Holidays are the best time to capture wonderful family memories. Follow our tips for taking perfect family holiday snaps
Whether you’re spending the holidays at home or away, this time of year affords extra opportunities for taking great photos of your children. Make sure you take your camera with you wherever you go. Keep it safe from spills and leaking sunscreen by wrapping it up in a plastic bag.
The most important thing you can do to ensure great holiday pics is to embrace the elements of your different surroundings in your photographs.
Tips for taking the perfect holiday snaps
Always be ready
Keep your camera close so you can catch those little moments, like your baby’s first day at the sea, everyone enjoying an ice-cream or your baby opening presents on Christmas morning. Be aware of your surroundings. If your baby is sitting in the garden and the flowers behind her look like they are growing out of the top of her head, then change your angle and it will change the background slightly.
Work with the light
Morning or late afternoon light is the best for taking photos outside as it softens shadows. It’s not always possible to plan this, so when you are confronted with glaring sunlight in the middle of the day use your flash to counterbalance the light and eliminate shadows on faces.
Keep it natural
Be on the watch for those moments when your child is completely absorbed in what she’s doing. These often make for the most natural and prettiest pictures. In fact, try to avoid getting your children to grin into the camera as they often end up posing awkwardly. If your child sees the camera and becomes camerashy then distract her with a task, like splashing in water, dragging a stick on the beach, collecting shells or taking the dog for a walk.
Be artistic and use your imagination when taking photographs. Experiment with different angles and viewpoints. Get down low – lie on the ground in front of your child if you have to – this works really well with little children. You can even try focusing on different elements like a hand holding a flower or on feet on the grass. Think about taking photos of reflections and footprints in the sand. Don’t just point and shoot, put some thought into it.
Draw in the focus
Distracting backgrounds ruin many photographs – especially portrait (vertical) photographs. For a good portrait, crop in closer and eliminate the distraction in the background. Keep the image tight; use sharp focus on the eyes of the person whose photograph you’re taking, keeping the rest of the image a bit softer.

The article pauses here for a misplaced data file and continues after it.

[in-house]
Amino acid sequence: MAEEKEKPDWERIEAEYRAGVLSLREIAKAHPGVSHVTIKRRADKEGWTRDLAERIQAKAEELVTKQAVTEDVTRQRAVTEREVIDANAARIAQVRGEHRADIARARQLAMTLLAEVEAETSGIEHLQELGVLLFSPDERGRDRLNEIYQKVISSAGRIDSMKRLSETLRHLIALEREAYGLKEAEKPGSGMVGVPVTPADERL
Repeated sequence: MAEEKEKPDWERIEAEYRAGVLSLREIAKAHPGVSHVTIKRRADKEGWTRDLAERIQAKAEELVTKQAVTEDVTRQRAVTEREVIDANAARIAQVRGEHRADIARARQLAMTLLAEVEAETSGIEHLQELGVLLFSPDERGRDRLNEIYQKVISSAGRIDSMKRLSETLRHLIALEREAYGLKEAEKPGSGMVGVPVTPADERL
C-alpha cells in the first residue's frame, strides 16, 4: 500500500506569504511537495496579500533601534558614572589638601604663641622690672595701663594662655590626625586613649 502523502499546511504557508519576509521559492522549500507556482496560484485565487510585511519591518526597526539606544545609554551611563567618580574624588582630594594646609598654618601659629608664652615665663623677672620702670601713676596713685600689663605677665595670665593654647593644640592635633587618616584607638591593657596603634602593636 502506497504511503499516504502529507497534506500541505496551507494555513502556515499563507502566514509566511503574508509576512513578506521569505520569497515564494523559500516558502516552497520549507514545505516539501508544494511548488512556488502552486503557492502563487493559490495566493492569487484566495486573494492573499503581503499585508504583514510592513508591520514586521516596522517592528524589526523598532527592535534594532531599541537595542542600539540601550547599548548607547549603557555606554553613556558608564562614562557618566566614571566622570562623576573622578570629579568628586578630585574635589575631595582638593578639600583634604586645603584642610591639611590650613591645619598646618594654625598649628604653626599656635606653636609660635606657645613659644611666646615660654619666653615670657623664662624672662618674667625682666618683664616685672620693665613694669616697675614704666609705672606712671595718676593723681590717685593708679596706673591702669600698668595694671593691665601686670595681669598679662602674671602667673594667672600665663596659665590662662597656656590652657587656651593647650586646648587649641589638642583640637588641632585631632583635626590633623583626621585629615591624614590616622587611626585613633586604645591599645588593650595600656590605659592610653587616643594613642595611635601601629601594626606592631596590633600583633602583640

Incorporate your surroundings
Unlike a portrait photograph, landscapes (horizontal) work best when you include beautiful surroundings in the shot. The sea, mountains, forest and bright, saturated blue skies all make for amazing complimentary backdrops.
In the case of a landscape you can keep your baby to the left or right of the frame which allows you to include more elements. Take a picture of your baby running on the beach, or your toddler splashing in the waves or walking down a path in the forest using this technique. These images will be beautiful enough to frame.
To capture the real warmth and excitement of Christmas capture your children under the tree with the tree lights on. To do this well, shoot this picture in the early evening, before it gets too dark.
This is the perfect exposure for your subject and dark enough to give the Christmas lights a glow. Otherwise, if you have a tripod you can experiment with a slightly longer exposure if your subject is sitting still – this is not always possible with babies, but it’s always worth a try.
Tell a story
Don’t just pick up your camera for that single photo of your child collecting shells. Start at the beginning by taking a close-up of a hand reaching for a shell, then take the curious little face peeping into the bucket, and then a wider shot walking along the water’s edge with the bucket. These images together will form your story and would be lovely to mount in the same frame.
Remember to be experimental when taking photos of your family these holidays – don’t always go by the book. We are lucky enough to be in the digital time of photography, so shoot away because whatever doesn’t work, is out of focus and over- or underexposed can just be deleted!